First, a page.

Boston Police Strike of 1919
On September 9th, 1919, the city of Boston faced a strike from roughly 2/3 of Boston Police officers. It was an ordeal that caused panic in the city for several months.
A company of Massachusetts Militia await assignment to police duty during the strike - - Boston Police Strike - Wikipedia
Why The Police was on Strike
It all started when many officers of the Boston Police were upset that they hadn't gotten a raise in nearly six years. They were forbidden to form a Union, instead of many offerers got together and formed a social club. They argued for a raise and better working conditions.
When they were denied several times and the group decided to join the American Federation of Labor as Boston Police Union, No. 16,807.
In response to the group actions, the Boston Police Commissioner Edwin Curtis dismissed eight union leaders from their police duties.
Members of the union were upset and called a strike the next day. They organized a huge rally at Scollay Square - today it's Government Center.
How the Issue was Resolved
Several Politicians worked around the clock to maintain law and order. Boston's Mayor Andrew James Peters called out the State Guard to maintain order. Massachusetts Governor Calvin Coolidge step in and ordered the guards to be in his control.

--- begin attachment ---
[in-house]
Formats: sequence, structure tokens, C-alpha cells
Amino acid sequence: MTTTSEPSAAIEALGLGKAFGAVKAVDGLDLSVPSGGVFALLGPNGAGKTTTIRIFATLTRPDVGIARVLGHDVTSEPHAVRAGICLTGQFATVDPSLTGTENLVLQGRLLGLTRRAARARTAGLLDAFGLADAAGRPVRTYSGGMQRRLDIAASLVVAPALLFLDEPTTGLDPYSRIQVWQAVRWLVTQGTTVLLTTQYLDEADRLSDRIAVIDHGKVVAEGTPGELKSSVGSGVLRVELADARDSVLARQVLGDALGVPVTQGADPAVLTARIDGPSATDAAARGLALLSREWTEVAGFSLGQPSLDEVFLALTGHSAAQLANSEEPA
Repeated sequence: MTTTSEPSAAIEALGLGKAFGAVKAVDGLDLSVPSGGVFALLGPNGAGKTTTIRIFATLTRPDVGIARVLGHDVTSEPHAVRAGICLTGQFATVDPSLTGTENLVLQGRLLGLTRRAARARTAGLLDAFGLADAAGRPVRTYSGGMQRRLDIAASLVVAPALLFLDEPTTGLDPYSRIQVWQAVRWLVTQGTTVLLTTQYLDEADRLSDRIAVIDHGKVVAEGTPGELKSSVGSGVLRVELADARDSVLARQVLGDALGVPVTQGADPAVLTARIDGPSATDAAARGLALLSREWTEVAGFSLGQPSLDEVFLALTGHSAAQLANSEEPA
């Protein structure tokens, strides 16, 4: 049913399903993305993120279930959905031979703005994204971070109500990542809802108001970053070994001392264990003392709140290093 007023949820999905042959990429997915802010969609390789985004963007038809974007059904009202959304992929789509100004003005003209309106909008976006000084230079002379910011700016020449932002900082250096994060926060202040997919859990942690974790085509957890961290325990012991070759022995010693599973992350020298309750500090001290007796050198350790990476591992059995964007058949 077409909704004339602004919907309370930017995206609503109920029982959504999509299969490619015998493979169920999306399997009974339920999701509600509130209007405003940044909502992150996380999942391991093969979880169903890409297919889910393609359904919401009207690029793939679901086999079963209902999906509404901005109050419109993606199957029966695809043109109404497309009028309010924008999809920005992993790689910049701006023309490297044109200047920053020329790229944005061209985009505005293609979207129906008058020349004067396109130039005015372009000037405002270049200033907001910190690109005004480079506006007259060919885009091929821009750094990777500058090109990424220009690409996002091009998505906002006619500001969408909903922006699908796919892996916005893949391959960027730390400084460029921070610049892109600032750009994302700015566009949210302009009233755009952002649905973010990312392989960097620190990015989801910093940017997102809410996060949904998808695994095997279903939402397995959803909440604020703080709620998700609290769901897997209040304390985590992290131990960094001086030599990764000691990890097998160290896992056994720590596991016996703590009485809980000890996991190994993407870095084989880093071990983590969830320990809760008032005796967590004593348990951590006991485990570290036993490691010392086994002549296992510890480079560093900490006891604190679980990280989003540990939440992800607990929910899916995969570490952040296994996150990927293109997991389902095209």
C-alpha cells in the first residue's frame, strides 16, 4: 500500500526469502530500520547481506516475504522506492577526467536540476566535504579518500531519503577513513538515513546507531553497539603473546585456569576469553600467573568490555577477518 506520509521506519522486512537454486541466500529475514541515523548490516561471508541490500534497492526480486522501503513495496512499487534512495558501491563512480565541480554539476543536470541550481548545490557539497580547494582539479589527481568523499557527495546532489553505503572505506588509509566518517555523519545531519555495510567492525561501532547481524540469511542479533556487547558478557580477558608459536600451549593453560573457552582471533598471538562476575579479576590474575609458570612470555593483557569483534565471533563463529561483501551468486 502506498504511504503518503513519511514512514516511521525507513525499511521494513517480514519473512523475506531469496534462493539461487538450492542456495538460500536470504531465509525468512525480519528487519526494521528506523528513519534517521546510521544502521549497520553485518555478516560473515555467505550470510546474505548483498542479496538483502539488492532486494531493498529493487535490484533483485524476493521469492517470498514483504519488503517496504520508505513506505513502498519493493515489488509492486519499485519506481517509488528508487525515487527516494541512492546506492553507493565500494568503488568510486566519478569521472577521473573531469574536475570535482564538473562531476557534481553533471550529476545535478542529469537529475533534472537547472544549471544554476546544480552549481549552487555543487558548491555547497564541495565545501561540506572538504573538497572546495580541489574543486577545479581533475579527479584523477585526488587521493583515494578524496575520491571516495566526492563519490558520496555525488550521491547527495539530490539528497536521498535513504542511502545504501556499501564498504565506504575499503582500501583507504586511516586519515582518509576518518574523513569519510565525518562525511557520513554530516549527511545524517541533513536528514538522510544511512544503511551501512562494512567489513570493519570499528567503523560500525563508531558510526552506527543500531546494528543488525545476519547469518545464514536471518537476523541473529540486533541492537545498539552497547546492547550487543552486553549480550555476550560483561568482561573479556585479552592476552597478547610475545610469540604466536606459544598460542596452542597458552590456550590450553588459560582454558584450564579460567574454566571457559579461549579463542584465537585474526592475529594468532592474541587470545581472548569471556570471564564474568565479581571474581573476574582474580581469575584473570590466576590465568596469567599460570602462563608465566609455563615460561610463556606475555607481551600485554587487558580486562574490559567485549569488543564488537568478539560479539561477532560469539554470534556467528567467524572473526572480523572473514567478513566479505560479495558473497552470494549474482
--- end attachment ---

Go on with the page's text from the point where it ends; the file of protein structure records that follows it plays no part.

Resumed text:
Governor Coolidge refused to reinstate striking policemen. Instead, a temporary volunteer police force was sought and within a few months, new patrolmen were hired. None of the striking policemen were allowed back on the job.
The new patrolmen did get the pay raise and benefits sought by the striking workers. But as Governor Coolidge stated, "there is no right to strike against the public safety by anybody, anywhere, any time." They were denied their jobs.
There's a lot to this story that could fit in a simple Blog post. You can read all about it in Francis Russell's book, A City in Terror: Calvin Coolidge and the 1919 Boston Police Strike: Francis Russell: 9780807050330: Amazon.com: Gateway. It's a good read to all the details that lead up to the strike and the aftermath.
Don't want to buy it? The Boston Public Library has 5 copies of the book in the Copley Square branch.
Governor Calvin Coolidge was reelected to another term as Massachusetts Governor on November 4th, 1919. A year later he would be part of the Harding-Coolidge in the 1920 President ticket. (Mainly for his role in handling the Police Strike.) They won the election. On August 2, 1923, President Harding died unexpectedly from a heart attack and Calvin Coolidge became President.
James Jackson Storrow was a chairman of a blue-ribbon panel that unsuccessfully sought to avert the 1919 Boston police strike. His group encouraged the police to form a union - but not be part of any major union organization. It was this action that caused the domino effect towards the Police Strike. Storrow Drive is named after him.
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